1 August 2016

Shield formation of Luo Gong Chen (羅拱辰) — Part 1

Chinese Shield Formation
Conjectured image of Luo Gong Chen's shield formation. Image is cropped and doctored from 'Wu Bian Qian Ji (《武編前集》)', 'Ji Xiao Xin Shu (《紀效新書》)' and 'Wu Bei Zhi (《武備志》)'.
Aside from the famous Mandarin Duck Formation, Ming army also employed many other formations. An unnamed formation created by Luo Gong Chen (羅拱辰) was recorded in Wu Bian (《武編》), a military treatise redacted by Tang Shun Zhi (唐順之). Unlike other military formations in Wu Bian, this formation was put under "shield" section rather than "formation" section of the book.

Luo Gong Chen was the magistrate of the Songyang county of Zhejiang. Although not as famous as the legendary Yu Da You (俞大猷) and Qi Ji Guang (戚繼光), Luo Gong Chen was nevertheless a very capable military commander in his own right. He actively participated in the campaign against Wokou (倭寇), and was praised for being "capable of using a lone army to defeat great enemies" by the Ming court due to his exploits. Luo Gong Chen was also a renowned javelin thrower and very knowledgeable in the design and usage of shields. His commentaries about various Ming shield designs were transcribed into many Ming military treatises.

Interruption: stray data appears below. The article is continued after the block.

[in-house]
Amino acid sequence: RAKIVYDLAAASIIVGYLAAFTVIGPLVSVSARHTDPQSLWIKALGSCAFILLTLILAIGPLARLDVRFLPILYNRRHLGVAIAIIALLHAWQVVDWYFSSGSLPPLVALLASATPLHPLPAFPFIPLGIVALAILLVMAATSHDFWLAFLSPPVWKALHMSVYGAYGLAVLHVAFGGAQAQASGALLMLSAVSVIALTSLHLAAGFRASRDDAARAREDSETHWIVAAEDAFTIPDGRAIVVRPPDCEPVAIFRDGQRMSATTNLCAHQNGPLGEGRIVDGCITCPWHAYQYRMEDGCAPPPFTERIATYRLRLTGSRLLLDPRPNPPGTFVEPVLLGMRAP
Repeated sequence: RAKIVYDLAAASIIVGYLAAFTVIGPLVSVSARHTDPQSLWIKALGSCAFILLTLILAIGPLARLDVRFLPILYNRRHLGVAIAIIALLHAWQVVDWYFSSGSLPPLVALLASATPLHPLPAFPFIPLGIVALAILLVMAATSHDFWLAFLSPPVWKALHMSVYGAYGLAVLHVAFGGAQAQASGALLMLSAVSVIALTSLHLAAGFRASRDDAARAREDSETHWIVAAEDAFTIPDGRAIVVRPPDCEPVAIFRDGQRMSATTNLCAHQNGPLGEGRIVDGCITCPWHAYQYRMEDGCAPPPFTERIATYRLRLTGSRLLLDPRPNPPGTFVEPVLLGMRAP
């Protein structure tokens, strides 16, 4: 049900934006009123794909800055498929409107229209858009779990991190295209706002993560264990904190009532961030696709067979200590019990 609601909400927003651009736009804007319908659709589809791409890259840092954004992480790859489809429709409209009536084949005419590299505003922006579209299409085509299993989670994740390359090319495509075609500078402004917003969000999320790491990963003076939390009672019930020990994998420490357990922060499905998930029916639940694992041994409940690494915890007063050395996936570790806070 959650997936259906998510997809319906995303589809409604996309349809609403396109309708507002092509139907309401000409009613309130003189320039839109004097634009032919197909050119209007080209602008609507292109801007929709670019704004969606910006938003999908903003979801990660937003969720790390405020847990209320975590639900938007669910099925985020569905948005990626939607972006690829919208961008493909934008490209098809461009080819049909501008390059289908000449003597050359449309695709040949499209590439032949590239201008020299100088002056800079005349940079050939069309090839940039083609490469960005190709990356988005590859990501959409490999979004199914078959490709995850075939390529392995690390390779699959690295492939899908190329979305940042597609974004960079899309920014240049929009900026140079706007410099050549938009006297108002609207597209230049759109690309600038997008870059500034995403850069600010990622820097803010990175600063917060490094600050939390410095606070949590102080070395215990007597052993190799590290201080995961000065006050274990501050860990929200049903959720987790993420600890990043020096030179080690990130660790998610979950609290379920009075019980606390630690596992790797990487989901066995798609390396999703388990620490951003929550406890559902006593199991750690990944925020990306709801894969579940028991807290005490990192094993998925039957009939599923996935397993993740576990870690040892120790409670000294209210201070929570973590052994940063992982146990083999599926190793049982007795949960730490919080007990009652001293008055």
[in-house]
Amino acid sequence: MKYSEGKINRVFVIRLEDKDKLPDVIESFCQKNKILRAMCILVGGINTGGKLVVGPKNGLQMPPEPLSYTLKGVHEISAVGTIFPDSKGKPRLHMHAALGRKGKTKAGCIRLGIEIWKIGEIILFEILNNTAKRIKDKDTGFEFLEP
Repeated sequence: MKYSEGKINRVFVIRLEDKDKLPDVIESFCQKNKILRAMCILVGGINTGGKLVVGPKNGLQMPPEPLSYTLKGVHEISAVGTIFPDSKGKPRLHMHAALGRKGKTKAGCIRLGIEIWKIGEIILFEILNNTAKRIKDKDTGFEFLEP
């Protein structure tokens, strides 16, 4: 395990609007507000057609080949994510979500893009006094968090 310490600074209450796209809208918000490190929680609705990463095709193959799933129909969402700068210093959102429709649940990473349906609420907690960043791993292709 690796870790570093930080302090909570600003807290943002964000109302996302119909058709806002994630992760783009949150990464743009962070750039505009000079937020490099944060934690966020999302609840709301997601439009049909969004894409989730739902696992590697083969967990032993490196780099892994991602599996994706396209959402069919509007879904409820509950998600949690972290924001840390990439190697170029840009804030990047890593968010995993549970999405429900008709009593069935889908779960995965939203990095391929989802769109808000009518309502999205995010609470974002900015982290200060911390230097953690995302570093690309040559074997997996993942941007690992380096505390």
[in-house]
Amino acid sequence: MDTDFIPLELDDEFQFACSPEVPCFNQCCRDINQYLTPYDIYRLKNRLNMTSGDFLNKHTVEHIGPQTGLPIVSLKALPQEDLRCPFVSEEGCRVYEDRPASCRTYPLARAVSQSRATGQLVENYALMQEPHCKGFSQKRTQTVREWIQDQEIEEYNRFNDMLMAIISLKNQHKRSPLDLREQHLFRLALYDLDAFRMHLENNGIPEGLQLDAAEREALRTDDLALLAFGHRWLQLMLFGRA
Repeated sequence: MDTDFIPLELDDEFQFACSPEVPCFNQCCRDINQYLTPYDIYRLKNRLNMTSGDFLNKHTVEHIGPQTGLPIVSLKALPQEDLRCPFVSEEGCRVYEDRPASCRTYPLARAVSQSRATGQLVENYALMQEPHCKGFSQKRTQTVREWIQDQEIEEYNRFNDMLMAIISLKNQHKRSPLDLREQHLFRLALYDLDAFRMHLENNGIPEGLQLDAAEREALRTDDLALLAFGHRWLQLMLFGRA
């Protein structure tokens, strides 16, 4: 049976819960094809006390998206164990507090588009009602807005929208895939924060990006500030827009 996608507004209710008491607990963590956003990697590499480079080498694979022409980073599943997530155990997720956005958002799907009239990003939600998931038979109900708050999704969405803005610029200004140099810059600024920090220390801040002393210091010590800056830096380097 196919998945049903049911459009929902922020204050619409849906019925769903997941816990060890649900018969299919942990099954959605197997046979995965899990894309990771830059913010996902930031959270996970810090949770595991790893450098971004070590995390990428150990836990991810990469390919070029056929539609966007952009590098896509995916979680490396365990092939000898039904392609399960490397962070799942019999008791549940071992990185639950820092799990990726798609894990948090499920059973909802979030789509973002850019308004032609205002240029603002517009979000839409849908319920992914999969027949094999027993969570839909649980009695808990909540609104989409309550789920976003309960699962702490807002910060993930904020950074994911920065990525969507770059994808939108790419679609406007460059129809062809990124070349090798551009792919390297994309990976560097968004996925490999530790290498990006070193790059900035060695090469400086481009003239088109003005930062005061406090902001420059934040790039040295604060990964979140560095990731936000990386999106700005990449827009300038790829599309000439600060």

Basic Tactic
Like Mandarin Duck Formation, Luo Gong Chen's formation was very simple and straightforward. It consisted of a ten-man squad led by a squad leader. The squad consisted of three shieldmen armed with either Ai Pai (挨牌), short spears or Gou Lian Qiang (鈎鐮鎗), and sabres, or Yan Wei Pai (燕尾牌) and sabres only, four pikemen armed with long spears, and three shooters armed with either bows, crossbows, or Bian Chong (邊銃). All shieldmen and pikemen were also armed with light javelins. The squad leader was also armed with a long spear with attached military standard.

During battle, the shooters would shoot their missile weapons first to soften up the enemy. As the enemy got closer, shieldmen and pikemen would throw their javelins to disrupt enemy formation, then advance and engage them in close combat. The shooters did not sit idle after they had done their shooting. Instead they followed their comrades and supported them in close combat as well.

Luo Gong Chen's formation was evidently designed for small units that operated independently, since two of the shooters were tasked with guarding the flanks and rear of the formation against enemy ambush if there was no enemy in sight. Nevertheless, this formation could be easily adapted for large scale battle, where it essentially became a large block of pikemen protected by a shield wall at the first rank and supported by missile weapons from the rear ranks.

Comparison with Mandarin Duck Formation
One immediately noticeable difference between Luo Gong Chen's formation and Mandarin Duck Formation was the lack of Lang Xian (狼筅), which was rather unusual as Luo Gong Chen's formation also originated from Zhejiang, the birthplace of this unique weapon. On the other hand, the background of Luo Gong Chen (he was born in Guangxi) and inclusion of Yan Wei Pai into the formation strongly suggest Lang Bing (狼兵) influence.